Perhaps the lack of postmodernity’s success outside of universities and theory is due to the fact that challenging progress is not really, at the end of the 20th c. a tenable position – see how quickly Francis Fukuyama retracted from his ‘End of History’ idea.

  3. Hmmmmmm, well I would definitely take the concept of progress back into the eighteenth century (see, for example, the idealism underpinning the American and French Revolutions – indeed the very concept of “revolution” is impossible without an understanding of progress), and there are antecedents in patterns of thought that emerged with the Renaissance, and then the Scientific Revolution. However, you’re absolutely right that belief in the potential to progress reached its zenith under the Victorians. And then I guess what brought the concept of progress out of the coffee houses and into the minds of ordinary people will have been firstly industrialisation, which lifted large numbers of people out of a world governed by nature and dropped them into one governed by man, and a powerful, capable man at that, and then ultimately compulsory education, guided by the progressive state.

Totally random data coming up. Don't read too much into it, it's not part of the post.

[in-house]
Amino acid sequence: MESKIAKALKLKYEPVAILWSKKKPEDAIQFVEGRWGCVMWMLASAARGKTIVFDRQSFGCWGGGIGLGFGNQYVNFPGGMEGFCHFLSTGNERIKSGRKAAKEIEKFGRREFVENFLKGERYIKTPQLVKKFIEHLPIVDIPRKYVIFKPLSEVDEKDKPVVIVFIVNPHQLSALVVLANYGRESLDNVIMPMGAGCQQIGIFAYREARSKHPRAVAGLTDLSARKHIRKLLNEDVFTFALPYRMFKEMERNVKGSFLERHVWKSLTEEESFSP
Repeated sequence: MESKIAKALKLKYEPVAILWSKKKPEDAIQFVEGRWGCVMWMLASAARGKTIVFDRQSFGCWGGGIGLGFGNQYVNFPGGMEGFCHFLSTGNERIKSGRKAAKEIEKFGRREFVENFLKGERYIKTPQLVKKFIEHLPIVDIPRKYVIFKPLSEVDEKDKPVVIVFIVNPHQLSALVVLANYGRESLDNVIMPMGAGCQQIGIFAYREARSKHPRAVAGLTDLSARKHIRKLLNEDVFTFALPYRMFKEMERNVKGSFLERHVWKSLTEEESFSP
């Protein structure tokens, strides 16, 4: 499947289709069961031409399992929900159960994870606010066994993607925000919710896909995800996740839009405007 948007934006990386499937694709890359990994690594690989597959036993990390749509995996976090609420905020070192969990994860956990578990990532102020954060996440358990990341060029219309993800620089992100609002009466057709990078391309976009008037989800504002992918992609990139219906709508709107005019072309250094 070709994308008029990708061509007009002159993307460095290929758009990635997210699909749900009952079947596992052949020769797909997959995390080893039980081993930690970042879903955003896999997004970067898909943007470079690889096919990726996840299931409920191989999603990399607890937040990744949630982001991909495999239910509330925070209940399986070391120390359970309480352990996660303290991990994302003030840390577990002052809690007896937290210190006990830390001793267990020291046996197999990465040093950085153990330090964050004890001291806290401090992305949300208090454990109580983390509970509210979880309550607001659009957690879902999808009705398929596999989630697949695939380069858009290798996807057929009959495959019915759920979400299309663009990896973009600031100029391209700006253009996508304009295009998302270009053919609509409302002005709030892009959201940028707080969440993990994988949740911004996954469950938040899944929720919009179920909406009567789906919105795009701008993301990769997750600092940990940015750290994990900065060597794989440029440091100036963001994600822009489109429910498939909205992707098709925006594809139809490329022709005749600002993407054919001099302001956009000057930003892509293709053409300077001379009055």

Maybe the same time-lag in transmitting modern concepts from intellectual elites to masses will exist for postmodern ones. Or maybe postmodern concepts are less wholeheartedly accepted even amongst intellectuals. Indeed, MOST people would not assert, in the way the Victorians did, that our culture is “best”, to be aspired to by other societies around the world. Well this is an example of a postmodern thought, widely accepted. Francis Fukuyama is an interesting one, because he was saying that things aren’t going to continue to improve not because they’re going to start to deteriorate, but because they’re already “ideal”. Except was he saying that? Or was he just saying that we’ve now achieved an ideal SYSTEM, within which we can continue to develop technologically and culturally.

    It’s interesting what you say about notions of the potential of the INDIVIDUAL to progress. I wonder how closely this is related to belief in broader societal progression? Because of course social status is purely relative – in most respects the bottom 10% of society today live better than the top 10% of society 300 years ago. However in the nineteenth century the working class were PARTICULARLY keen on self-improvement. This has now largely disappeared, and who knows, maybe that’s a touch of postmodernity! 😀 Of course the right, when examining today’s “underclass”, attribute the change to the appearance of the overly supportive external presence of the welfare state. I wonder if it might not be something much simpler, namely that all the genetic potential locked into the nineteenth-century working class has been released into today’s middle class and beyond, and what’s left, this “underclass”, is genetically incapable of social mobility.